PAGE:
Comparison of short- and mid-term outcomes of Italian- and German-speaking patients after an interdisciplinary pain management programme in Switzerland: A prospective cohort study
Thomas Benz, Susanne Lehmann, Roberto Brioschi, Achim Elfering, André Aeschlimann, Felix Angst
Rehabilitation clinic “RehaClinic”, Bad Zurzach, Switzerland: E-mail: email@example.com
Objective: To quantify and compare the course of health-related quality of life of immigrant native Italian-speaking and German-speaking patients before and after an interdisciplinary pain programme.
Design: Prospective cohort study with 1–12 month follow-up.
Subjects: Fibromyalgia, generalized widespread pain, and chronic non-specific back pain patients (Italian-speaking n = 96, German-speaking n = 199).
Methods: Score changes measured with the Short Form 36 (SF-36) were compared with multivariate analysis using standardized mean differences (SMD), adjusted for sex, education and the baseline score.
Results: At baseline, health of the Italian-speaking patients was worse than for the German-speaking patients. Adjusted SMDs showed significantly better improvements in the German group compared with the Italian group: SF-36 Physical functioning SMD = 0.54 (at discharge) and 0.49 (at 12 months), General health SMD = 0.71 and 0.44, Vitality SMD = 0.43 and 0.48 in one sample. In the other sample, the corresponding SMDs were 0.06 (discharge), 0.50 (3 months) and 0.47 (6 months) for Bodily pain.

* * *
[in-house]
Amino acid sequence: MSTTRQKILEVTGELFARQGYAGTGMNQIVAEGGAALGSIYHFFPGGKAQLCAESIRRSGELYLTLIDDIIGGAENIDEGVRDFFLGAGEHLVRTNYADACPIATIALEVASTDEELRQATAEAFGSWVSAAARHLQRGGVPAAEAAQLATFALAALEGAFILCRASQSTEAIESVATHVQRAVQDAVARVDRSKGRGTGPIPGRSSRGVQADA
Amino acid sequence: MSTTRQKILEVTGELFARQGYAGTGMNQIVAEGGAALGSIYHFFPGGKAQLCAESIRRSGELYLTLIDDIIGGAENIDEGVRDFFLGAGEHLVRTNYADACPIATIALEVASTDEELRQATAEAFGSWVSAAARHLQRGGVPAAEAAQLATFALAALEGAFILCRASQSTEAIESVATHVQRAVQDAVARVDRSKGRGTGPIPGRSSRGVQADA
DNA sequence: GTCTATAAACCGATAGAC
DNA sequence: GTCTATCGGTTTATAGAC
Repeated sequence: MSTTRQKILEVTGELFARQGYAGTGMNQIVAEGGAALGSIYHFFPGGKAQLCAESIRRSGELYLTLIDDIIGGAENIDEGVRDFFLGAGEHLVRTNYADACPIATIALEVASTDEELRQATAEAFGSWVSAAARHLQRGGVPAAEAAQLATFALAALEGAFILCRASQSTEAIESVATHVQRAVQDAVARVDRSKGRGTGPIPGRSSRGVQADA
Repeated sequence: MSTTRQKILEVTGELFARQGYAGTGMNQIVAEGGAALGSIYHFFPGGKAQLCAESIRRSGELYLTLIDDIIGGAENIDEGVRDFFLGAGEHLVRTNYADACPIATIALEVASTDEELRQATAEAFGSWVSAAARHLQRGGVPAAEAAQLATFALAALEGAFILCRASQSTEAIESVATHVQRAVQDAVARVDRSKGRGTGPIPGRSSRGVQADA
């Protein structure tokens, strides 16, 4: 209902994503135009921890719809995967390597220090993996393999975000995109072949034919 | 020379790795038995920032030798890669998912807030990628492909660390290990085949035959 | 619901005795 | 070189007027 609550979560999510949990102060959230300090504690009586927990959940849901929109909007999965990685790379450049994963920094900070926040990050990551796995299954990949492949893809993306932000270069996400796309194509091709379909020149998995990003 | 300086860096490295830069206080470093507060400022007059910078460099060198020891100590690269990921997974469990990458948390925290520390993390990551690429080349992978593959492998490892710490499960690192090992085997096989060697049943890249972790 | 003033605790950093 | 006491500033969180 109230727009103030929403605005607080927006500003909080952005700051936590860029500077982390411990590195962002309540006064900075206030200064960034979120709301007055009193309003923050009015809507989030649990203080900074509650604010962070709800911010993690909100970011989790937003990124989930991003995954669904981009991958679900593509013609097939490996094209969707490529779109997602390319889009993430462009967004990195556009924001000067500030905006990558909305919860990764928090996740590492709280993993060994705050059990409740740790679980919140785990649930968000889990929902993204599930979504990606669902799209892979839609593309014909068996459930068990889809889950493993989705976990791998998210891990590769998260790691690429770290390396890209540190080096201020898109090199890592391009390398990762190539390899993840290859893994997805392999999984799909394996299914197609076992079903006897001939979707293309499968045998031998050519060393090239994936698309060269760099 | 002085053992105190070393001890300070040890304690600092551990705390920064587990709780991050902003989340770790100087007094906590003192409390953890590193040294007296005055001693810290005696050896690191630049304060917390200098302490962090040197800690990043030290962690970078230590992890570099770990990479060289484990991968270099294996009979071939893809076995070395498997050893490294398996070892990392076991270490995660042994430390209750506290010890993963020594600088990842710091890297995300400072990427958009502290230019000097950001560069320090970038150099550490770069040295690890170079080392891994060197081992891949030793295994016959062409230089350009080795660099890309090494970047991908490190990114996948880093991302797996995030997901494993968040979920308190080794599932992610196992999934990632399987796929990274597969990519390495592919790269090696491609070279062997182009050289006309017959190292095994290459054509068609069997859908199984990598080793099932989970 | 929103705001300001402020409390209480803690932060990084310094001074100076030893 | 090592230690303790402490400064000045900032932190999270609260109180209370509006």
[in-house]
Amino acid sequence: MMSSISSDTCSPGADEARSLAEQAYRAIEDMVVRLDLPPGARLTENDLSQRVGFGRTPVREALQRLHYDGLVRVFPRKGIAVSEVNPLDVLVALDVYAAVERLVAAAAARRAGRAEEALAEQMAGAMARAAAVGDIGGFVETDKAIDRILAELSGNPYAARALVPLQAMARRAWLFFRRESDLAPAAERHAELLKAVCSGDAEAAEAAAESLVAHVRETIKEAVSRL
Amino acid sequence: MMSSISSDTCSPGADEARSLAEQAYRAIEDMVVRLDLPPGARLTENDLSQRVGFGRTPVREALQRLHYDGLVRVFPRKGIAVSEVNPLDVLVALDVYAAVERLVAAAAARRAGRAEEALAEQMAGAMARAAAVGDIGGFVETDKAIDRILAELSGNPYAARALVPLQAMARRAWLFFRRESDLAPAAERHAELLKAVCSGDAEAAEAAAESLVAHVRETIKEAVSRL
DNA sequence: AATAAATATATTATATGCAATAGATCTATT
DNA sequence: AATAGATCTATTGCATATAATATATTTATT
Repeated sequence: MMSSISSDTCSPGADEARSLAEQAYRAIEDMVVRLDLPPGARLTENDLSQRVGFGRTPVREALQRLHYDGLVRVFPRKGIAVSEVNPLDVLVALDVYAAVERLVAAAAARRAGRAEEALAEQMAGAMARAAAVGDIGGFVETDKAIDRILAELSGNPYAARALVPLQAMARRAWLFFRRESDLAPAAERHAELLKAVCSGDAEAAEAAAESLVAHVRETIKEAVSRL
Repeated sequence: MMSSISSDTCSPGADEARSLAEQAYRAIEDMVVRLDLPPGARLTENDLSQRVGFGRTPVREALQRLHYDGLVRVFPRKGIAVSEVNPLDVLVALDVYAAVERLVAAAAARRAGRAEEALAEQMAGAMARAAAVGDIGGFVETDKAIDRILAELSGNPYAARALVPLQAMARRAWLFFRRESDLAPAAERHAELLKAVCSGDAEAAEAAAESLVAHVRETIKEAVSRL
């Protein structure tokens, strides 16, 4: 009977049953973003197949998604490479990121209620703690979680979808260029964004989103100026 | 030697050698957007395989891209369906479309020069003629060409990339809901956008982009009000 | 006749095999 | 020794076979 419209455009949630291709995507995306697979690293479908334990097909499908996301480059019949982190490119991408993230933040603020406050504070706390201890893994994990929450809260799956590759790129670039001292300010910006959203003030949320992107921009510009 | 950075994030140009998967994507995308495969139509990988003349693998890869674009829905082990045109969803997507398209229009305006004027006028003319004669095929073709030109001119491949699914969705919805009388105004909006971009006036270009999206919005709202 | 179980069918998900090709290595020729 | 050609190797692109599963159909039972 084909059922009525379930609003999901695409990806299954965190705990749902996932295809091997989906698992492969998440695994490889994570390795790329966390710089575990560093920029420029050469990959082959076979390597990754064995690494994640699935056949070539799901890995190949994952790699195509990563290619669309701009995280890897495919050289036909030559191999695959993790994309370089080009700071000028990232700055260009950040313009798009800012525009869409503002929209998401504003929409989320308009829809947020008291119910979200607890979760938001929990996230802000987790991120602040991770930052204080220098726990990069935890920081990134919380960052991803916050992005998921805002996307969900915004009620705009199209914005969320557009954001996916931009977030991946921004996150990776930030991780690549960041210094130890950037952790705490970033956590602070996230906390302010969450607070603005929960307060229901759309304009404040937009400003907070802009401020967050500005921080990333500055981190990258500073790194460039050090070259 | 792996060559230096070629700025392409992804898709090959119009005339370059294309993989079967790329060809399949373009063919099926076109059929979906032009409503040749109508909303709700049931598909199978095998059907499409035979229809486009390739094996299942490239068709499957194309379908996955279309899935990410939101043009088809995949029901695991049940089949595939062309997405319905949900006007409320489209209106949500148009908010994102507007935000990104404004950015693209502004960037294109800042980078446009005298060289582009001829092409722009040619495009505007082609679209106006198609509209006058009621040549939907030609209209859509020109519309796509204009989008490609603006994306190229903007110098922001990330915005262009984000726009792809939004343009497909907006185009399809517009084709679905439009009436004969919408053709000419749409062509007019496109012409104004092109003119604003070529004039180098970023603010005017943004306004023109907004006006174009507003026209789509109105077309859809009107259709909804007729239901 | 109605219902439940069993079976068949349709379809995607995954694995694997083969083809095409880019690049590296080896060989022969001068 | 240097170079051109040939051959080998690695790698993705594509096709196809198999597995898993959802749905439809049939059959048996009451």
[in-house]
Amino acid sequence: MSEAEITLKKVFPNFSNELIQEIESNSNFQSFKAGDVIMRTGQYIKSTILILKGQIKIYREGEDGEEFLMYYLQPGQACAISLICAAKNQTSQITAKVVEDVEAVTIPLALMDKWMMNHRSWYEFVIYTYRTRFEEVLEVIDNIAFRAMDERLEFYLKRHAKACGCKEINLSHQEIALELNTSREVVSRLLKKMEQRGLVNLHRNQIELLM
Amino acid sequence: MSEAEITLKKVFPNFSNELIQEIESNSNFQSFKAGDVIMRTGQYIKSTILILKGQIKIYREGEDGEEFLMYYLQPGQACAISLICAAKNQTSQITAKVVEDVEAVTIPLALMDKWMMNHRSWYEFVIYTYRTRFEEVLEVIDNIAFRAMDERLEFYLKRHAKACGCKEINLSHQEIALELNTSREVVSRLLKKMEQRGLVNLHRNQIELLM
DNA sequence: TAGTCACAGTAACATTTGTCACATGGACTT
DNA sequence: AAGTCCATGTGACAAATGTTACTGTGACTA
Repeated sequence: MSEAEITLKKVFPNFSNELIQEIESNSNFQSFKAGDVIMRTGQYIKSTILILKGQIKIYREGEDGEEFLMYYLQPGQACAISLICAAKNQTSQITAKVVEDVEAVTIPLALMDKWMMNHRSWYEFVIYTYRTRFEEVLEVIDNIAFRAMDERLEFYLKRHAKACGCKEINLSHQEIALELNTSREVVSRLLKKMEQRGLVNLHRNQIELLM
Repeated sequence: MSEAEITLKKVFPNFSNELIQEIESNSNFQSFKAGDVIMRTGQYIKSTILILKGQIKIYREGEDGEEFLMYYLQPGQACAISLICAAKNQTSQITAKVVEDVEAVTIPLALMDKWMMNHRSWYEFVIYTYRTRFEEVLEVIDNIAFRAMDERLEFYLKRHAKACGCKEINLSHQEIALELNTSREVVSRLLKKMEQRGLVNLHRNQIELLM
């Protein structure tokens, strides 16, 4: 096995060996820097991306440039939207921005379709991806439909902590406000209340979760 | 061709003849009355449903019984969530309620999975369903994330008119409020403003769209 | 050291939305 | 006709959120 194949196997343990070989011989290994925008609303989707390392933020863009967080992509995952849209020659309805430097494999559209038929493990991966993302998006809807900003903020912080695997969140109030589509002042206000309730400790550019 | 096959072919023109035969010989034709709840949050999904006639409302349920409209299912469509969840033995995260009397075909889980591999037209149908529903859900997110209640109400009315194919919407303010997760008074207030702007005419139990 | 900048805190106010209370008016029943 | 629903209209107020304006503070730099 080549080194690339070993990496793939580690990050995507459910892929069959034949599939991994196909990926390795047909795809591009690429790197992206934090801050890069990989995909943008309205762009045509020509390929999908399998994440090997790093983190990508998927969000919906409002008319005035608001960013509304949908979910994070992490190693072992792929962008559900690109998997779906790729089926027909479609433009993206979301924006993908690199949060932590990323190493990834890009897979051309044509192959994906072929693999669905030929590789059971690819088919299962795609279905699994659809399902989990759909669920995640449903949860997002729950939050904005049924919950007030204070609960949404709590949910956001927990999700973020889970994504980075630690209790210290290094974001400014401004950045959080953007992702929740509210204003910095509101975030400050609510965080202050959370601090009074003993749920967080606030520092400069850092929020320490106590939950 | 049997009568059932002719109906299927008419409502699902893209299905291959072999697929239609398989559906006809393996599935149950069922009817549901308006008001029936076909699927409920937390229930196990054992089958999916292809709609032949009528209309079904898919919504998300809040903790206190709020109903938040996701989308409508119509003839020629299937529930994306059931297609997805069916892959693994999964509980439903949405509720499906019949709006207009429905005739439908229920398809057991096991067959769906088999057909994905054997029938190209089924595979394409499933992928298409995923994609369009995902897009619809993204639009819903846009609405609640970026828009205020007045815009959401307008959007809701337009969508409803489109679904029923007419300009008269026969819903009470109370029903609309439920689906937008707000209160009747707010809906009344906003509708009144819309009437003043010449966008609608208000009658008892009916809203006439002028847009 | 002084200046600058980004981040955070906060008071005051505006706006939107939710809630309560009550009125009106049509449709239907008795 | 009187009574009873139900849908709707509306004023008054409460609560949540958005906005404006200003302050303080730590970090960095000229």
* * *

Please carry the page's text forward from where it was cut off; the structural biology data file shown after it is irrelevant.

Conclusion: State of health was better and health improvements were greater in German-speaking patients compared with Italian-speaking patients. Patients with a migration background may have special needs in therapeutic management, and addressing these might enhance the positive outcome in the short- and mid-term.
This study examined the health of patients with
chronic pain who participated in a specific rehabilitation programme for chronic pain. Patients’ health was measured before participating in the programme, at the end of the programme, and after the programme. German-speaking patients were compared with Italian-speaking patients. Both groups participated in the same pain management programme with the same therapies, held either in German or in Italian. Italian-speaking and German-speaking patients improved immediately after the programme, but Italian-speaking patient reported lower improvements. The measurements after the programme showed that German-speaking patients could maintain the improvements, whereas the Italian-speaking patients lost the positive effects of the programme over time. In conclusion, Italian-speaking patients may have special needs in pain management and the level of acculturation may influence the results.
Do you want to comment on this paper? The comments will show up here and if appropriate the comments will also separately be forwarded to the authors.
You need to login/create an account to comment on articles. Click here to login/create an account